Postbellum American Legacies
This post is part two (of three) in a discussion about American legacies: the legacies of the Founding Fathers, the legacy of the Civil War, and the legacy that the current president is forging. Part one covered American legacies from its founding till the Civil War. This post is about the legacies of Americans after the end of the Civil War till the Civil Rights Movement. As was the case with the previous post, despite being long winded, it’s still a reductionist approach to major historical events. Although several simultaneous developments and movements may have contributed to some of the trends discussed, I didn’t dive into any of them as that would be well beyond the narrow scope of our discussion.
Reconstruction Era, Jim Crow Laws, and Confederate Monuments
Do you really think that central philosophy of the Democratic Party has actually changed over time?
And in case you forgot, even the KKK and Jim Crow laws originate from the Democratic Party, which has always been the party of racism.
This brings us to the Reconstruction era, the introduction of Jim Crow Laws and everything else. I will try to keep this section short, and point to data from post-Civil War right up to 1928, When FDR was first elected. My reasoning is simple; in this era the Democratic Party solidified their control of the Southern States, as seen in figure 1 below, showing the election results from 1896-1928. I skipped over the results from 1856-1892 as they are very similar.
Based on the section on the cause of the Civil War, as well as voting pattern until 1928, its safe to say whatever platform the Democratic Party was selling, the Southern states more or less were in lockstep with it. It’s important to understand that when folks vote for a party or a leader, its usually a multifaceted decision. In the previous section, I glossed over all the other reasons people in different regions or states may have voted for a party or a particular president before the Civil War as the CSA founding documents narrowed the motivation down to a one-issue reason as I cited above. However, to continue focusing on the issue at hand —that is, the legacy of Americans via the lens of racism— I will continue to gloss over most of these reasons, which include different people’s stances on war, industrialization, women’s suffrage, international trade… the list is endless… until the entire nation gets embroiled in the issue at hand (namely, the Great Depression and World War II).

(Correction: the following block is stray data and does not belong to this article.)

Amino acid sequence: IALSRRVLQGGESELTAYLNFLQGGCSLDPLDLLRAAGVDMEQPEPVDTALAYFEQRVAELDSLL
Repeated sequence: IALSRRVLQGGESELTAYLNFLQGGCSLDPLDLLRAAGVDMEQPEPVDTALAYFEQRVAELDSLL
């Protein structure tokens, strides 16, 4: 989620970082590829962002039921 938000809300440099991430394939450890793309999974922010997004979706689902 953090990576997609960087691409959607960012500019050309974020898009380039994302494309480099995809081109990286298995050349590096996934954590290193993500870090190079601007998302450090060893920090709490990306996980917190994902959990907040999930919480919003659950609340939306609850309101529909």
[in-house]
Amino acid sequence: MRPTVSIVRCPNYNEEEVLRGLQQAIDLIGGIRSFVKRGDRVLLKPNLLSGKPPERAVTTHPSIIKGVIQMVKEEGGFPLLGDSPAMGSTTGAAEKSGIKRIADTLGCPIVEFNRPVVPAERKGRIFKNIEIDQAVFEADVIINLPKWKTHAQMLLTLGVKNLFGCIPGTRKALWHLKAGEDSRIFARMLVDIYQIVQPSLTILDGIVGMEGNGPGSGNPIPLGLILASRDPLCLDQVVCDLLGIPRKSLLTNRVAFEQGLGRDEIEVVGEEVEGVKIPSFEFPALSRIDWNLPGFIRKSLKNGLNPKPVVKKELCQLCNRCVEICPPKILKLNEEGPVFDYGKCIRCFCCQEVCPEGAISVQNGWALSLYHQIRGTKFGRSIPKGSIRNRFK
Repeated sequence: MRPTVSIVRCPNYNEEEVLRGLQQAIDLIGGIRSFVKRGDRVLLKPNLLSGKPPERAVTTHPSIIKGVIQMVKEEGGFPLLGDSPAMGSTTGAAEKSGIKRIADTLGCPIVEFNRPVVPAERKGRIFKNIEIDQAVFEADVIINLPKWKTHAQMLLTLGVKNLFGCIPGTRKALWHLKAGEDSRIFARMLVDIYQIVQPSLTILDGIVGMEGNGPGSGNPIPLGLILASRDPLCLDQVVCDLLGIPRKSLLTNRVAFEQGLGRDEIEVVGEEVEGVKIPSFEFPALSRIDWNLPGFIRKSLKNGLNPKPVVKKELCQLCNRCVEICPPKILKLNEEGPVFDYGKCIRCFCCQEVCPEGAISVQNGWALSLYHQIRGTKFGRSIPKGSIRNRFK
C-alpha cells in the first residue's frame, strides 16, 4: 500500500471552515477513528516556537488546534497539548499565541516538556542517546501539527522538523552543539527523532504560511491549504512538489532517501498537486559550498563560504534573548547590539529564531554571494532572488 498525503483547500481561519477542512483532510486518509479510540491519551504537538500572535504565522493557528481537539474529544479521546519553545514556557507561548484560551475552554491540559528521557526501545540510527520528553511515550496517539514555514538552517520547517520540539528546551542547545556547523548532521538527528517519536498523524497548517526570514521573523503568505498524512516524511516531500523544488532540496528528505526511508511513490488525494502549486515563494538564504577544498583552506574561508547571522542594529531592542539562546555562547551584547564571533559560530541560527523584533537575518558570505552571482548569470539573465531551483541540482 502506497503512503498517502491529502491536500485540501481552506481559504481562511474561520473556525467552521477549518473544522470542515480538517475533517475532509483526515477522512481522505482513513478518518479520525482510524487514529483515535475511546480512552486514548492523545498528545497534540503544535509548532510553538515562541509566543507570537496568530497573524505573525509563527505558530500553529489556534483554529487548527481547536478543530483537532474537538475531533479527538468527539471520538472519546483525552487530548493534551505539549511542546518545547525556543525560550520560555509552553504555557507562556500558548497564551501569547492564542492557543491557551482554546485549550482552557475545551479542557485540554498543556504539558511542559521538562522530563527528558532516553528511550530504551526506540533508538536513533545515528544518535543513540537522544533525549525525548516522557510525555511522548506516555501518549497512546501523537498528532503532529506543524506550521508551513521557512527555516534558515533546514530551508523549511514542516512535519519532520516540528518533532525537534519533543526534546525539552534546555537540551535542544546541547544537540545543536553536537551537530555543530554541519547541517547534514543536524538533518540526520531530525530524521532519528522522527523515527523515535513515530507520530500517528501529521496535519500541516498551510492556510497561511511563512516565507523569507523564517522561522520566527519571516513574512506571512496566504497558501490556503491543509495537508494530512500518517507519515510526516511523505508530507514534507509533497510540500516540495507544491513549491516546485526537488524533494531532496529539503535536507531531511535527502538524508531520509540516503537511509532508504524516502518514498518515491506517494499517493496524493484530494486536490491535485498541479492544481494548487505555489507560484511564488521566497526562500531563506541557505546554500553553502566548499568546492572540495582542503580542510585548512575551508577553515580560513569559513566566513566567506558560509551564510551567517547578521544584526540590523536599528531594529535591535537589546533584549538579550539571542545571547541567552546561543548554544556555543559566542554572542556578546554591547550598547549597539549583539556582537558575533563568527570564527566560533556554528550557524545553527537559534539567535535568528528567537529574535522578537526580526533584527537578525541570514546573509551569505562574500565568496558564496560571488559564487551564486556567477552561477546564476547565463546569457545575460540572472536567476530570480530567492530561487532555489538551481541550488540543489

So what was happening in Southern states that was in stark contrast to the Northern states during this time period? As you mentioned, the formation of KKK, the spread of Jim Crow laws, and of course the extrajudicial killings that came along with it:
Figure 2: Screen shot from this amazing compilation and visualization of lynchings from 1882 to 1964. See 1 for more details about this data.
There are several things to note here. The most obvious being most of extrajudicial killings are concentrated in the south, particularly in the Deep South. It is safe to assume, as you allude to, given the stark contrasts between the voting pattern in the North and the South, the people responsible for the racist laws and murders most likely voted Democrat. Secondly, there are quite a few extrajudicial killings in the Northern states as well. Needless to say, racism exists everywhere. And on that note, we can also see that in the West the killings are directed mostly towards Asians and Latinos.
I also used their timeline scrubber to show when the lynchings were carried out. Compared to the baseline, we see increased killings immediately after the end of the Civil War, and then a surge between 1910-1925, and lastly an increase post-WWII:
Furthermore, this is also the time period we see the proliferation of what started this whole prompt— monuments commemorating the legacies of Confederate soldiers and leaders. I took this rather expansive CSV list of Confederate symbols from the Southern Poverty Law Center and only plotted the frequency of the monuments listed by year (so I removed highways, schools, parks, counties, holidays, buildings, etc in their list), and I got this histogram: